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Posted 03 January 2007 - 09:29 PM
Please let me know exactly what is automated queries and what is the penalty that google gives for such queries. Does Arelis use automated queries. Is it harmful ?
kindly let me know
Posted 03 January 2007 - 10:38 PM
Hope this helps.
Posted 04 January 2007 - 11:34 AM
"Don't send automated queries to Google."
"There's almost nothing a competitor can do to harm your ranking or have your site removed from our index."
No further detail is ever given for obvious reasons.
Note the "almost"
I am of the opinion that Automated search retrieval can form the core of a dirty tricks campaign.
Edited by piskie, 04 January 2007 - 12:37 PM.
Posted 04 January 2007 - 03:35 PM
Posted 04 January 2007 - 05:30 PM
It would be irresponsible to elaborate further.
Just apply some thought process to merging those 2 quotes, add some contrived circumstances and take it from there.
Posted 05 January 2007 - 01:48 PM
In that example it's talking about who you link to from your own site. Which you have complete control over. If you don't have complete control over who you link to, then that's your own fault.
Seriously piskie... If you want to spout conspiracy theories or whatnot, this just isn't the place to do it. There are plenty of other fora that will gladly accept and recognize that kind of stuff (<added><cough>SEOChat</cough></added>), but it's not here. If you don't have at least some type of proof you're probably better off not commenting when you have a feeling about something like this.
Edited by projectphp, 06 January 2007 - 11:15 PM.
Added a helpful link ;)
Posted 05 January 2007 - 10:26 PM
If you do to many unauthorized queries from the same IP Google could block you from using their services.
In reality I doubt this happens to often. It is a potential problem for the person doing the queries. I really doubt that you can harm my site in this way.
Posted 05 January 2007 - 10:47 PM
Yes it does happen often (at least it used to years ago). And yes it can harm sites. But like I believe I said in a previous post here, they would only ban the site if they knew for certain that the site owner is the one doing the automated queries.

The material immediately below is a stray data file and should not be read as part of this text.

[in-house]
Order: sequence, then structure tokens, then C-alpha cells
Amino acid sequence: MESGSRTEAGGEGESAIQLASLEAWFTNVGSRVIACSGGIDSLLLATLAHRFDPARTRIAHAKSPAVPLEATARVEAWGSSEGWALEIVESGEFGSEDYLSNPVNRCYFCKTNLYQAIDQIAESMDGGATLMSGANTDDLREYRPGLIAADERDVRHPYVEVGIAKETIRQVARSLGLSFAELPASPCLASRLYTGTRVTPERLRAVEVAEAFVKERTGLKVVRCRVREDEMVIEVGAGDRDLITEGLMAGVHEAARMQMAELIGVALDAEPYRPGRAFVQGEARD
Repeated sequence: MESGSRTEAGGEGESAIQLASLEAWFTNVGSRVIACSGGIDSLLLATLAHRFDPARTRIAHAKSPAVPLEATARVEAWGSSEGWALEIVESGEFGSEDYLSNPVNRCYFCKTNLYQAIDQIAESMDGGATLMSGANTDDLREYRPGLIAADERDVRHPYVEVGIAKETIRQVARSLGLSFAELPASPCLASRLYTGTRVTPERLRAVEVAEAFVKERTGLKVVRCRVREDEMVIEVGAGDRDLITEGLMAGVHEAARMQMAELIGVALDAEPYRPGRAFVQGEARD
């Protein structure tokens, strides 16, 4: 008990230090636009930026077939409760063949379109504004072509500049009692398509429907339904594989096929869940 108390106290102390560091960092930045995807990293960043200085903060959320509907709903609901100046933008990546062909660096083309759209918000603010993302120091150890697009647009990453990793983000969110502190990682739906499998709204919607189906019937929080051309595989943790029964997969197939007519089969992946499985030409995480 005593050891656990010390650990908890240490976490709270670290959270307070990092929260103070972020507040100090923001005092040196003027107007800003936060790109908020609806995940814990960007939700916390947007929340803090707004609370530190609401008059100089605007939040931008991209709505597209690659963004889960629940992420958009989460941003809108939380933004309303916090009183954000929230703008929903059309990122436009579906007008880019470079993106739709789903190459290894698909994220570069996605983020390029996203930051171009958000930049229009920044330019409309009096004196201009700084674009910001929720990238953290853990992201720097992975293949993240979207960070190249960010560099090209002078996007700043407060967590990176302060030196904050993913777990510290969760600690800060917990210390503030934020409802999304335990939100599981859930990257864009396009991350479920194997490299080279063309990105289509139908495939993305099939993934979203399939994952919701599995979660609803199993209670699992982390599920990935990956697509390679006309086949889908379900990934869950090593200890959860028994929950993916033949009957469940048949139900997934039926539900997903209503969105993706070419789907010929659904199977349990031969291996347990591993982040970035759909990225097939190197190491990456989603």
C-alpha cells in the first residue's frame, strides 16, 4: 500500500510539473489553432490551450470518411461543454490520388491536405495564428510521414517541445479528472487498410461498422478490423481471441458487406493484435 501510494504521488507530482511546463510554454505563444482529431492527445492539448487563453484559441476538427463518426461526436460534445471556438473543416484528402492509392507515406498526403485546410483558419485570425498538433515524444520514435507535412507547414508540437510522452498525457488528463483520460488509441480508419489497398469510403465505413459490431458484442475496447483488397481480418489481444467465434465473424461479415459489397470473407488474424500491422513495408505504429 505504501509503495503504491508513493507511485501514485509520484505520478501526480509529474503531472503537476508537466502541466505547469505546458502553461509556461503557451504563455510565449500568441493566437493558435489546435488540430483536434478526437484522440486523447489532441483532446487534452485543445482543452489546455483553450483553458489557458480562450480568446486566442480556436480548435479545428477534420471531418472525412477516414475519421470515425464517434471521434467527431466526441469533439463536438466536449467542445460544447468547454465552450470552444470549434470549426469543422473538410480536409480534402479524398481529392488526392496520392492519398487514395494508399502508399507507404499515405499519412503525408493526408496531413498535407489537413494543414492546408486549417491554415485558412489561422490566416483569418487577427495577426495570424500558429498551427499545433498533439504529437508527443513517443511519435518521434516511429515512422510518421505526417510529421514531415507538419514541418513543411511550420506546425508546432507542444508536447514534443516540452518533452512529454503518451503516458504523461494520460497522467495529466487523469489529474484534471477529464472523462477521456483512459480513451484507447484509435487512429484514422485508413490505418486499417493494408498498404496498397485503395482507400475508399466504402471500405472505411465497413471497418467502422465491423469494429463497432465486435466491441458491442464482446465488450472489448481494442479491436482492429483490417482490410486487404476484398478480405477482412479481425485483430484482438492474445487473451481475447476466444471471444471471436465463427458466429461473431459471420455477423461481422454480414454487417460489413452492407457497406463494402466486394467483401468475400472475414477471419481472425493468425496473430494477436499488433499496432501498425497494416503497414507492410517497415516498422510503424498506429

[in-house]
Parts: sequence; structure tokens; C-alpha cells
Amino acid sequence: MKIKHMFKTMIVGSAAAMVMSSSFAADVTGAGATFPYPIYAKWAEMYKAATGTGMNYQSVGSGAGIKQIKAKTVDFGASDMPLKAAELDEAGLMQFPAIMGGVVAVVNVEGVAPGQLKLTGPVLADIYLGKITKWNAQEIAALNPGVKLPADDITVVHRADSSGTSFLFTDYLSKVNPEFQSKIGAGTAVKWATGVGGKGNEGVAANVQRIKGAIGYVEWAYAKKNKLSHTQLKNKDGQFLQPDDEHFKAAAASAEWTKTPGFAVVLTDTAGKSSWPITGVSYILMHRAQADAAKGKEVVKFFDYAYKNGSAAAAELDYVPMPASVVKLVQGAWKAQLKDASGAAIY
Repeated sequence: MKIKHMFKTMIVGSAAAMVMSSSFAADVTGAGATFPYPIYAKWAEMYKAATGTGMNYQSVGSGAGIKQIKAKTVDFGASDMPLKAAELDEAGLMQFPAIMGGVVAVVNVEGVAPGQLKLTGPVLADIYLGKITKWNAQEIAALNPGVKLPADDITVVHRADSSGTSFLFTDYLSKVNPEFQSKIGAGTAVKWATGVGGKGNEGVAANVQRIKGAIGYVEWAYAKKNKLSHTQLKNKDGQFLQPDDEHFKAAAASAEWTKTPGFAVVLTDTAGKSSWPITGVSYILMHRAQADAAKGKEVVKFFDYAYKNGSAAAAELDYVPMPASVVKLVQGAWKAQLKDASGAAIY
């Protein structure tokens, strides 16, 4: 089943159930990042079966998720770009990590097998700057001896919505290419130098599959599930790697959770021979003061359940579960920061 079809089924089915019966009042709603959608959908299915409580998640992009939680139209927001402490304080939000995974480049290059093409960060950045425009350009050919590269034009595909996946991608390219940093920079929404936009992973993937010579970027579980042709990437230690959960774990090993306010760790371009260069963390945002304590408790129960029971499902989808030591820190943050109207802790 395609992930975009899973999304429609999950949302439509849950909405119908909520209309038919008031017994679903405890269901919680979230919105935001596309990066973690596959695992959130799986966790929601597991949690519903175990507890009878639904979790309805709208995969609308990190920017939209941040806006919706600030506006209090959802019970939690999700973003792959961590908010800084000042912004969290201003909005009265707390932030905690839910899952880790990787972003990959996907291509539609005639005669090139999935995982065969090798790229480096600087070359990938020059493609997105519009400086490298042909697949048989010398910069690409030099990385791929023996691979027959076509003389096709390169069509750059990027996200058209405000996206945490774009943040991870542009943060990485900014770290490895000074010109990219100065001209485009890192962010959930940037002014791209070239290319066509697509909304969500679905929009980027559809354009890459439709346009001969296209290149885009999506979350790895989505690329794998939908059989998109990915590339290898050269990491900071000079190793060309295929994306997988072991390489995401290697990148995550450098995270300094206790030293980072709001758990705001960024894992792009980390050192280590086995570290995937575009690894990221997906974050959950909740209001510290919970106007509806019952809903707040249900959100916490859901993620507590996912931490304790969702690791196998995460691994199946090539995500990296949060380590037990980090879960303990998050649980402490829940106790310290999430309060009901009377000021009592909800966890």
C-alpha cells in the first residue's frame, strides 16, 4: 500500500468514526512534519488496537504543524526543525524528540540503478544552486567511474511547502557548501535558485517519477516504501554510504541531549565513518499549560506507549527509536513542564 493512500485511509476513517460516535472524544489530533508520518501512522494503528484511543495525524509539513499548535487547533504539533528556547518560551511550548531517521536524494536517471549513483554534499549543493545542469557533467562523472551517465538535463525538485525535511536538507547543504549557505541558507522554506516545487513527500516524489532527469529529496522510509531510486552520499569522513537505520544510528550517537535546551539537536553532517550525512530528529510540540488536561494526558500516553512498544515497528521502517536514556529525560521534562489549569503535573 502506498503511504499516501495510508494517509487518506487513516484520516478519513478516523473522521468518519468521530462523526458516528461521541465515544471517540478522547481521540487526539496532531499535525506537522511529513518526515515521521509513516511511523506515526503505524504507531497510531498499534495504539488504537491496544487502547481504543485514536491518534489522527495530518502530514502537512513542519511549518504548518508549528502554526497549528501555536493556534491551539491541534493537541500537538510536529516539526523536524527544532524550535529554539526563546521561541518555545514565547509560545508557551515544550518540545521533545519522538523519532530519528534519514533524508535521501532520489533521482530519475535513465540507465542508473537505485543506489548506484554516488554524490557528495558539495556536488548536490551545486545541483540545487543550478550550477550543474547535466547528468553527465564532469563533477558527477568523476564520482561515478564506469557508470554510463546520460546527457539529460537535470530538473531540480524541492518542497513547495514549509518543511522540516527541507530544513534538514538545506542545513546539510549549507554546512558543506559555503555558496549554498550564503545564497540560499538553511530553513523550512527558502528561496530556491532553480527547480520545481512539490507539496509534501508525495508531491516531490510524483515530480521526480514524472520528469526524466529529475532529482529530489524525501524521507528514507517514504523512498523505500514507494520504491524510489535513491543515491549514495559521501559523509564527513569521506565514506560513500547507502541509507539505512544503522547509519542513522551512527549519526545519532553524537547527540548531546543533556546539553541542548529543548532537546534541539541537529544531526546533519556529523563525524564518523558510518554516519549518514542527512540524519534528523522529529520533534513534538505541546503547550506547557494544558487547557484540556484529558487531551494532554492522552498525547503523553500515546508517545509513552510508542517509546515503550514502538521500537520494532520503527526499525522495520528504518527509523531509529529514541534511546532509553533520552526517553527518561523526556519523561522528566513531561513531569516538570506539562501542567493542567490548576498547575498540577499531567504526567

They do have ways of telling this.
Posted 06 January 2007 - 07:55 PM
In that example our "smart" competitor link to my site, which I have no control at all.
Top two Google SEO rules:
Don’t be evil.
Don’t tell truth to SEO people.
Posted 06 January 2007 - 09:05 PM
Posted 06 January 2007 - 09:36 PM
sonnyyu: I guess I'm still confused. Because I still don't see any connection between someone linking to you and automated queries. Unless your site is so UNsecure that it allows others to execute code on their server but make it appear to be running on your server. I must be missing something vital in your equation.
FWIW, I've had lots of people ask me why I don't add a little PageRank indicator for those who like it to my API tools. While I might consider doing this if Google said it was kosher --even though I personally find PR to be a waste of time for the most part-- I would never do it because it's a violation of their TOS since there's no way to get it other than to scrape it from Google's toolbar server.
Sure I have the code to grab the PR of any page that I could add into the mix in under five minutes; and sure I could set everything up so that it went through a proxy to obfuscate the originating IP number. But even that's not absolutely foolproof. It still leaves footprints. I for one am not about to get my site(s) or server(s) blacklisted by doing something that stupid. So don't expect any little PR graphics to start showing up with any of the API tools I release.
Posted 06 January 2007 - 11:09 PM
Posted 08 January 2007 - 02:27 PM
Posted 08 January 2007 - 05:38 PM
Because it's the title of this thread sonnyyu. Automated Queries
And all of the discussion until you introduced another thread about something totally different.
Frankly, I don't fault Google or any other company for using non-specific delimters like "almost". It's good business. For the same sort of reason Google set aside $200 million (yes I'm serious ... that's $200 Million) to deal with potential copyright infringement issues when they purchased YouTube. Good business.
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